Check out our 7 home style trend predictions for the coming year. For examples of these trends,  click to read our May 2010 RoomPlanners magazine.

1. Hand-hewn materials
For 2010 and beyond, expect to see more raw and natural furniture    finishes and materials.

From weathered, hand-waxed or reclaimed woods to matt, nubby linens to hammered metals… we’re moving toward high-touch, irregular, aged and imperfect surfaces. The trend reflects our ongoing fascination with one-of-a-kind flea market finds, a more casual lifestyle and an appreciation for     products that look planet-friendly or recycled.

2. Bring in the reinforcements
After nearly 300 hundred years spent taking structure away from furniture to make it more elegant and lightweight, it seems we’re adding some of it back, with inspiration from furniture designed prior to the 18th century.

Carved, turned or heavy low stretchers in rich wood finishes are being attached to legs or central braces. The look is heavy, weighty, masculine and reassuring… perfect with hefty leathers, jacquards and nail studs, or updated with faux suede for a more contemporary look.                                      

3. Steely Resolutions
It’s hard to beat industrial furniture for its efficient, straightforward design. The clean lines of shelving, drafting stools and work tables  recall old city factories, art studios and lofts.

Industrial motifs are inspiring furniture for any room, but the look is retro and warmed up with aged metals, chunky wood in whiskey barrel, bucket or waxed finishes and hefty cross braces. The look is retro, reliable, masculine and versatile.

4. A Day at the Spa
In a world that feels chaotic, loud or way too busy, a hotel or resort-inspired style seems the perfect way to make our home feel like an oasis of calm.

Hotel and spa-styled furniture is drawing on contemporary lines, natural materials and Japanese influences. Clean, low and horizontal, it simulates the calming effects of the horizon line. Natural textures and light woods in dry, matte finishes seem to bring the outdoors in… and a lack of ornament creates the look and feel of quiet.

5. Unmatched living rooms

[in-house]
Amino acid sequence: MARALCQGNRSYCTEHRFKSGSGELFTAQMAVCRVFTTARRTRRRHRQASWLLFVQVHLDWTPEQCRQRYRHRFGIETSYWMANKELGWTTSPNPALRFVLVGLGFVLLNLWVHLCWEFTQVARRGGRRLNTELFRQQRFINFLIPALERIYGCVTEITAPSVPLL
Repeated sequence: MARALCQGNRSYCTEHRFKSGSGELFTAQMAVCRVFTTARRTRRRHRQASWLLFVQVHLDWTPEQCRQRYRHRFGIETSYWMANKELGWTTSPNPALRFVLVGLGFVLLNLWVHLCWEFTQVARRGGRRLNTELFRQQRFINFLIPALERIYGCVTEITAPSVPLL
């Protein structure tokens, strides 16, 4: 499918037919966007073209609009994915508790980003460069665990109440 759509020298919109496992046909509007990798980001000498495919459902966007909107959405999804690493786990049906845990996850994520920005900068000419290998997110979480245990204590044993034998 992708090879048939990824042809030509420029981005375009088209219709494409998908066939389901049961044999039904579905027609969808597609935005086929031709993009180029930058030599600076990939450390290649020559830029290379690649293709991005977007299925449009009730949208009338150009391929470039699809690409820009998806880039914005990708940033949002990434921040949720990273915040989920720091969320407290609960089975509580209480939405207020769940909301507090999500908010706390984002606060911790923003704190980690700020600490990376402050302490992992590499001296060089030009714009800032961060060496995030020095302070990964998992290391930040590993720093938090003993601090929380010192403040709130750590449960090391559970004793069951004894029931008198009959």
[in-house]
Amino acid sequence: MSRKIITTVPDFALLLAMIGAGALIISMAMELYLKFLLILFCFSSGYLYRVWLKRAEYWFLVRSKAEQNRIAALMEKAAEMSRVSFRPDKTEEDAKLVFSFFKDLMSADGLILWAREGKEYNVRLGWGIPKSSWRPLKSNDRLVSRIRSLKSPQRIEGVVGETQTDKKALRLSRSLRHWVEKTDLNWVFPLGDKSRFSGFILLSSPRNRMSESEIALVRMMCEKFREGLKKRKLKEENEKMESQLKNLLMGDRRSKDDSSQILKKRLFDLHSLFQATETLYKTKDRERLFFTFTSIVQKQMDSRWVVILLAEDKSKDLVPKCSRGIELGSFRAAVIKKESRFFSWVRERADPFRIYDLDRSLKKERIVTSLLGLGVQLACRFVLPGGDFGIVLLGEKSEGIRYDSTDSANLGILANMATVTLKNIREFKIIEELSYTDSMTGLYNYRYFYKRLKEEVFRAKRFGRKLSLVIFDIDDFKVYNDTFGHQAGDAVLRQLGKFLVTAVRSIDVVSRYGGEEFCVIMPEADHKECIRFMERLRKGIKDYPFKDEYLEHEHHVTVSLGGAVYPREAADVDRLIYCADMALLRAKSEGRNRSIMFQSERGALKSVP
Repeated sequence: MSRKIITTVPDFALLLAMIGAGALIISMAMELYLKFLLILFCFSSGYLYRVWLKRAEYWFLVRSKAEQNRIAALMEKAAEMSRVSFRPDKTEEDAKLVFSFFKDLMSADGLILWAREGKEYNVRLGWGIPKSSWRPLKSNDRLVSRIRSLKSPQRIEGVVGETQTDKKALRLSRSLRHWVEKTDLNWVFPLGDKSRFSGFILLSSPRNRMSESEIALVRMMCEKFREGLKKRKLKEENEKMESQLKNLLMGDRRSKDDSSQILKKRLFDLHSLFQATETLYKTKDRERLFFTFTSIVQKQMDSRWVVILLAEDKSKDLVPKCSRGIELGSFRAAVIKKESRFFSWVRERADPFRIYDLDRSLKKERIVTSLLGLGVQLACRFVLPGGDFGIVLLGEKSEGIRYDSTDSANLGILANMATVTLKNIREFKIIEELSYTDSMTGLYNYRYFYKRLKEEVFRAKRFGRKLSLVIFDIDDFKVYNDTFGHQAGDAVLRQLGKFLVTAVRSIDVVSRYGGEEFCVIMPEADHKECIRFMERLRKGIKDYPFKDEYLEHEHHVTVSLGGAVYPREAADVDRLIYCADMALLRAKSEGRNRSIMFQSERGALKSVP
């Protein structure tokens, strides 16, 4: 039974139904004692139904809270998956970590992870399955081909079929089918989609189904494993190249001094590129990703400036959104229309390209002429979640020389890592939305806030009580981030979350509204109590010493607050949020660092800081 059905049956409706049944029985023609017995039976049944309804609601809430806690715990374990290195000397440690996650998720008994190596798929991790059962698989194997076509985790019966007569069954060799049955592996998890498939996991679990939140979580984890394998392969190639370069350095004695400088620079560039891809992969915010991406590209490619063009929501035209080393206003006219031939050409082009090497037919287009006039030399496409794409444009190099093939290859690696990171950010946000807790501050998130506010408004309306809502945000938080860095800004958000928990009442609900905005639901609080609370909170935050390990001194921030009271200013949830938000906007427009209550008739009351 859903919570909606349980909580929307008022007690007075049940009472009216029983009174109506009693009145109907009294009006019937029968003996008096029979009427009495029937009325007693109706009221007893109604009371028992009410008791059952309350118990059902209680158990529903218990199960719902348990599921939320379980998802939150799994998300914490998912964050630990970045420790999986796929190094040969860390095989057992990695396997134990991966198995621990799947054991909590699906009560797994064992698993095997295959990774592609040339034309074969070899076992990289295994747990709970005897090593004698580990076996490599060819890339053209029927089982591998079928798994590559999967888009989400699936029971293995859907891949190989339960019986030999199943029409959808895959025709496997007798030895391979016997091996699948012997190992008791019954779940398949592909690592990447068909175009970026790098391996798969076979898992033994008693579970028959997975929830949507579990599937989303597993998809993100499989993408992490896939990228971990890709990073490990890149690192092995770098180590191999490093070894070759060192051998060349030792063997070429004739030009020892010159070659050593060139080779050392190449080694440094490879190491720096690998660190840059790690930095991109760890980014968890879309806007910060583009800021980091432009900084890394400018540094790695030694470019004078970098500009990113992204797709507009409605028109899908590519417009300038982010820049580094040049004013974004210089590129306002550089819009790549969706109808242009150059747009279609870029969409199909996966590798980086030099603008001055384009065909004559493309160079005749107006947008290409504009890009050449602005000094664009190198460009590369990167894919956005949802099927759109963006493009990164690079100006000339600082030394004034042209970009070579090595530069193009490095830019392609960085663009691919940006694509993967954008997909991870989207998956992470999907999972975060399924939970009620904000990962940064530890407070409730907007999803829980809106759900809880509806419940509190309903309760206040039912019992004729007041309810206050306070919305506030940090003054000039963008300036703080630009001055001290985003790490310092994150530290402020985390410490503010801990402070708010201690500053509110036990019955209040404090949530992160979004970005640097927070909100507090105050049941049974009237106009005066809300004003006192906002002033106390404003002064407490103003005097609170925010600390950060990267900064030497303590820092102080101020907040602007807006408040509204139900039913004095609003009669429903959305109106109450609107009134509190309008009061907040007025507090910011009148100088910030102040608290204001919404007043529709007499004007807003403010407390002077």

Mixing and matching fabrics and styles in our home isn’t a new idea. But that doesn’t make it any easier to pull off!

Professionally-designed coordinates have always been popular, but they’re getting more interesting… especially in living rooms, where matching sets are being re-thought. The loveseat is being inspired by the settee; a non-matching, wood-framed seat that doesn’t match the sofa. It’s also giving way to chairs with patterns and styles that complement rather than coordinate with the sofa and each other.

6. One-of-a-kind accents
Our desire to recycle, shop at flea markets, be unique or live with less decorating rules is increasing interest in one-of-a-kind items.

This collector trend is less about owning a precious 18th century antique as it is about owning unique, single accent pieces imbued with history, character or an interesting story behind its acquisition. An aged finish or unique feature alone can make them conversation-worthy. Contrasting plain and fancy materials and textures makes it easier to mix unique items successfully.

7. French-inspired glamour
Not to be outdone by the trend to more masculine, pre-18th century looks, the trend to unbridled glamour shows no sign of letting up.

The look is undeniably French-inspired, reflecting updated 18th century rococo and baroque influences mixed with 20th century art deco. Button tufting and gilded, silver or mirrored finishes add dressy opulence, but may be mixed with weathered woods, antiquing effects, or chic, neutral colors for a more relaxed look.

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